The street has indeed evolved.  It still has some of the 'edge of nowhere' charm about it, but because of a few forward thinking folks who have bought buildings in the last ten years, the street is home to lots of artists, crafts persons, the Urban Arts Commission, a decent bar and a new diner.  Memphis is really starved for this type of transformation, one that seems to have integrity and quality behind it.

About the pictures.  The top one was from a show at Odessa, where it looked like someone cleaned out their dressers and closets and hung all their crap on the wall.  I'm not sure who the artist was, but always the voyeur, I enjoyed looking at the 'this and that' of someone's life. The second photo is from Gadsby Cresson's exhibit of bike rack prototypes at Urban Art.  And the last one is from the Rozelle Artists Guild wonderful sketchbook show. 

Oct 3, 2010

crunch crunch crunch

This weekend we hiked trails and hung out with friends in the woods.  I forgot my camera.  The leaves are starting to change and fall off the trees, so  hikes have that autumn crunch under foot.  The light is changing too.  For the last few days the sun and moon have been visible in the sky at the same time until almost 11am.   When the earth, sun and moon are in that position it's like a big "you are here" sign in the sky.

Sep 29, 2010

the listed still life

This picture is borrowed from over on the other side of the Memphis art blogosphere at Listwork, where Elizabeth Alley broke down the still life painting she did in my class at Flicker Street Studio.  Her choice of the pignose amp, the old Jergens bottle and the shaker made for nice circles!  

Sep 24, 2010

I'm working on a paintning with varying tones of white.  As I was putting away the dishes I came across this example.

Sep 22, 2010

popping up

Yellow is showing up a lot lately, as is the square inside the rectangle.  

I've never actually watched this program, but I'm beginning to believe these characters are in my subconscious mind, frolicking in the meadow and making those funny squeaky noises.

Sep 20, 2010

Sep 15, 2010


This drawing is from a lifetime ago when I was a receptionist in Chicago.  I drew a lot answering phones at that job.

We all have a unique doodle.  Mine is very Miroesque I think.  I've made hundreds of drawings since this one so in some ways my skill level has improved, but there's a looseness to these marks I want back.  Life can tighten things up.  

A few years ago I had a long conversation about a group of paintings and drawings my photographer friend had just shot.   He said something that has stayed in the forefront of my process ever since - "You should pull more of your drawing marks into your paintings."  It's  easy to become constricted while painting and forget that really it's just drawing.  Looking at Cy Twombly helps too.  

   (Image pulled from poster for show from Galerie Karsten Greve, Cologne - no title)

Sep 11, 2010

scheming color

                                                                                   (from the sartorialist)
This is a gutsy gal with some real chutzpah. 

Fashion is a treasure trove of color schemes.  This combination of yellow, green, black and flesh tones with vertical punchy splashes of pinks, whites and oranges in the background will undoubtedly work it's way into a painting.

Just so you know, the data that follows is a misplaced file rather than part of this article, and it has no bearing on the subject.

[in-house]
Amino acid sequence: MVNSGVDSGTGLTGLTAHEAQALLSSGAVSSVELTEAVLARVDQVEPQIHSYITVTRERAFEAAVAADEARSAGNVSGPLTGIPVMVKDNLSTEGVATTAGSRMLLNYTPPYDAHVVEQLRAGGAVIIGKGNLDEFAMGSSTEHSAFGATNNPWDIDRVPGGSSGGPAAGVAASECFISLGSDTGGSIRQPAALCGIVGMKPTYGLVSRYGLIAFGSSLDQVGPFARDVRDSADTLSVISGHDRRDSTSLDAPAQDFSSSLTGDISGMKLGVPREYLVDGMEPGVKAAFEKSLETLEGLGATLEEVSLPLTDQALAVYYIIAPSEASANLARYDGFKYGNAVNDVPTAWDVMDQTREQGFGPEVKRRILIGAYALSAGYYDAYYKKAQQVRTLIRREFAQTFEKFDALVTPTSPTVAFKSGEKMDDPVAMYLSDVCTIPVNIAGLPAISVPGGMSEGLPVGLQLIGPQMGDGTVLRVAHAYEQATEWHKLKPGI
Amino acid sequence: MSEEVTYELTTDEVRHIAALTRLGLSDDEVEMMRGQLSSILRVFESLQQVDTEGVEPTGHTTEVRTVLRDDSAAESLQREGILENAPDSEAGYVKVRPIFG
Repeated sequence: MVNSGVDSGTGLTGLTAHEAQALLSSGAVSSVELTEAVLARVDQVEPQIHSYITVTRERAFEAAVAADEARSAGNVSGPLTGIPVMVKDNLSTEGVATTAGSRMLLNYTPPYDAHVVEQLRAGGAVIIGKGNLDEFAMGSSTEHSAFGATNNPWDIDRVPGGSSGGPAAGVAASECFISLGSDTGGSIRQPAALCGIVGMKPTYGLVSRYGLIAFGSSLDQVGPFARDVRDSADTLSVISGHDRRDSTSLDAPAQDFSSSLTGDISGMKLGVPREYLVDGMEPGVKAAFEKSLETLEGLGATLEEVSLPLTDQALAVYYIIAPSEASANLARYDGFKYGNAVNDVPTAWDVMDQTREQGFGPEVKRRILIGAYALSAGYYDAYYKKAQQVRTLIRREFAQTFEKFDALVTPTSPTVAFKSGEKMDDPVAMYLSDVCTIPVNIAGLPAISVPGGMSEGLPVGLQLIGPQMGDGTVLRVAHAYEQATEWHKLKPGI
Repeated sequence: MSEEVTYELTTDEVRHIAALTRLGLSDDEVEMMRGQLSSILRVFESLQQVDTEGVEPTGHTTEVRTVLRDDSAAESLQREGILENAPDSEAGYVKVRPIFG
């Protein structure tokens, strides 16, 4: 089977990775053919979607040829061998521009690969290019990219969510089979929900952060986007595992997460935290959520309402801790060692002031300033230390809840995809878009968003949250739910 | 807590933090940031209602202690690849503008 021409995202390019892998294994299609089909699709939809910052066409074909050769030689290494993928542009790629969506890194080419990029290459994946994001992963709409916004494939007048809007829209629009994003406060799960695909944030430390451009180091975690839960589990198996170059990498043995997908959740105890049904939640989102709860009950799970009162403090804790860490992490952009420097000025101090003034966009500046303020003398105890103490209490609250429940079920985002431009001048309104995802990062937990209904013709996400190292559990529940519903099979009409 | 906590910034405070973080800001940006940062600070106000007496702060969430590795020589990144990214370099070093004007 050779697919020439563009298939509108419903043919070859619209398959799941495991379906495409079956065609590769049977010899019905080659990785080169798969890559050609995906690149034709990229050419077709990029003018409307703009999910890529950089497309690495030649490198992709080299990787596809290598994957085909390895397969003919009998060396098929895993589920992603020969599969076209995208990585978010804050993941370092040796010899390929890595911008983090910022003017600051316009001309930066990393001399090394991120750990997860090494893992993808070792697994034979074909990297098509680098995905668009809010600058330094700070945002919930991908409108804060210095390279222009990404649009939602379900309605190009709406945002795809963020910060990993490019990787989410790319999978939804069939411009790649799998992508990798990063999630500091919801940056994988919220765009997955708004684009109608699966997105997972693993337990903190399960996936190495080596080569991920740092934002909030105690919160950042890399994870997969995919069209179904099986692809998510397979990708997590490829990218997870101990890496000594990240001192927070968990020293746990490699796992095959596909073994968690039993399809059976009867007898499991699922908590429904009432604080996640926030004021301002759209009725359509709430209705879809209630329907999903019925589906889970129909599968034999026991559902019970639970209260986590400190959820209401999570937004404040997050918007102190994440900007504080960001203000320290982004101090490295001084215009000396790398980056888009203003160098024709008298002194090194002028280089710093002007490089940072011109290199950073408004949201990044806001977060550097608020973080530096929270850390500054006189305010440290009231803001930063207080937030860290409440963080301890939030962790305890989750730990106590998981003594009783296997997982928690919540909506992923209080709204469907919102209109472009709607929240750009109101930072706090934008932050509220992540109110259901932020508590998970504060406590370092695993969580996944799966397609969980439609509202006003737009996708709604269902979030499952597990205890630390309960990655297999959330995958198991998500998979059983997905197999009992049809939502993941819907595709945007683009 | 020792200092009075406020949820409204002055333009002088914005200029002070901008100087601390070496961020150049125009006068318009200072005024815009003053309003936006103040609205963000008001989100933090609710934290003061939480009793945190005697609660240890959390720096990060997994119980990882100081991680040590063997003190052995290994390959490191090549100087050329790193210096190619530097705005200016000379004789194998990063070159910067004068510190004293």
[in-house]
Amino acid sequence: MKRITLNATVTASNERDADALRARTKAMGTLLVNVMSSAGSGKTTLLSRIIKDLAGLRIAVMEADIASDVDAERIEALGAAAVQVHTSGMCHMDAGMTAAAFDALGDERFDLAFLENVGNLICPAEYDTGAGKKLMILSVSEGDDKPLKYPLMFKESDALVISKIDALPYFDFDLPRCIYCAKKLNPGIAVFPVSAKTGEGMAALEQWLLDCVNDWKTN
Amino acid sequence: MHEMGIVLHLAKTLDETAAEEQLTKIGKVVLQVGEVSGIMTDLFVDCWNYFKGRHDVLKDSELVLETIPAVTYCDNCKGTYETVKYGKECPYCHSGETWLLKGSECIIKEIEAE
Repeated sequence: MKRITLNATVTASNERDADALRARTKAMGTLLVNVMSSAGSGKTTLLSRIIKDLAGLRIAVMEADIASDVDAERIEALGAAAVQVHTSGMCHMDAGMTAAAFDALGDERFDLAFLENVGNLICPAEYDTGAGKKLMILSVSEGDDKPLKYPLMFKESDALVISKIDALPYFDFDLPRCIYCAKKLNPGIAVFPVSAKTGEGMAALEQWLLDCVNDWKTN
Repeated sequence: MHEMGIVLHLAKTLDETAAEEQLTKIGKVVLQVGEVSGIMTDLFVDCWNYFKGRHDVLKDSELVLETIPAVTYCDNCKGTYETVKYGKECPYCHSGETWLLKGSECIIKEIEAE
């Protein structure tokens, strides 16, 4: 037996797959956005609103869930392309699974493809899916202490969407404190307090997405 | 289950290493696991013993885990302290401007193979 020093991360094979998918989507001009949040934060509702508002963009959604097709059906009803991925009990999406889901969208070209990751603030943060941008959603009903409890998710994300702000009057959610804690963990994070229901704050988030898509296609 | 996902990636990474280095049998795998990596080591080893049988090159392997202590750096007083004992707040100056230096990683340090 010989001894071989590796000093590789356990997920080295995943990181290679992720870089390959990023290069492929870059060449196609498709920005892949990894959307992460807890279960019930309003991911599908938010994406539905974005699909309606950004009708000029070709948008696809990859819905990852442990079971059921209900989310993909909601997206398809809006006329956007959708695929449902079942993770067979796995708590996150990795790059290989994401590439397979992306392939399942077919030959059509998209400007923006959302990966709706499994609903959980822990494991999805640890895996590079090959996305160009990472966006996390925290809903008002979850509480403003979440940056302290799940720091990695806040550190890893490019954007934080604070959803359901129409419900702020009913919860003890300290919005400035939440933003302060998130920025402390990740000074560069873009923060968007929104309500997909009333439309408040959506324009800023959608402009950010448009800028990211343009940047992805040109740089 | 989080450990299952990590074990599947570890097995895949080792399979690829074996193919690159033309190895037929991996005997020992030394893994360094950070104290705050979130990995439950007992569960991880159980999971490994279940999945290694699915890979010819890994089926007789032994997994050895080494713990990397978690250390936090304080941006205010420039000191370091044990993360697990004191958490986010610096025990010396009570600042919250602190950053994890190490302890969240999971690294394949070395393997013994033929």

I wonder how many paintings around the world The Sartorialist has inspired? 

(Long live the 18 miles of books at The Strand.)

Sep 8, 2010

summer's officially over...

                                                    (Asheville, NC pool side.)

... and what a summer it was.  The weather was extremely harsh with many days over 100 and barely any rain.  The weeks of poor air quality seemed to wear the whole city out.  But when I look back on the summer of 2010 I won't think so much about the heat. I'll remember the color studies and collaborations I worked on in the studio, the new teaching gig and all the walking in North Carolina and Connecticut.  

I also honed a very useful skill this summer: how to properly use a hoe!  I learned that and so much more about growing food at the weekly early morning gardening sessions in the Orange Mound/Grow Memphis garden with Josephine.  ( As she likes to say, "I know it's going to be a good day when it starts with my hands in dirt.")     

So despite the crazy heat this was a great summer. The most wonderful day of all though was back in June when I  trekked out to the suburbs with my two good friends to the JCC water park.  Kellie  and I giggled our way down the two twisty slides over and over again and then took turns pushing her beautiful mom Duane around the lazy river.  After a few hours of sun and play we had the post-swim munchies, so we sat in lawn chairs in our wet bathing suits and ate sandwiches and french fries from the snack bar.  

That day was the best day.  

Aug 30, 2010

From a March day in New Orleans.  Super Sunday 2010.  (For Adam)


Aug 28, 2010

last address

"Breathing" 1987, oil on paper, 11" x 15"

This painting is by Hugh Steers, one of the artist featured in my friend Ira Sach's gorgeous short Last AddressThe film is a deeply moving homage to a group of New York City artists that died of AIDS-related causes between 1983 and 2007.   

There is a painterliness to it that I really love - shifts of sunlight on architecture, the city soundscape, the nuances of daily life.  One particular shot of John Brockmeyer and Ethyl Eichelberger's house in Staten Island reminds me of a Burton Calicott painting, a Memphis artist that I don't doubt was in Ira's field of vision growing up here.

The world keeps turning.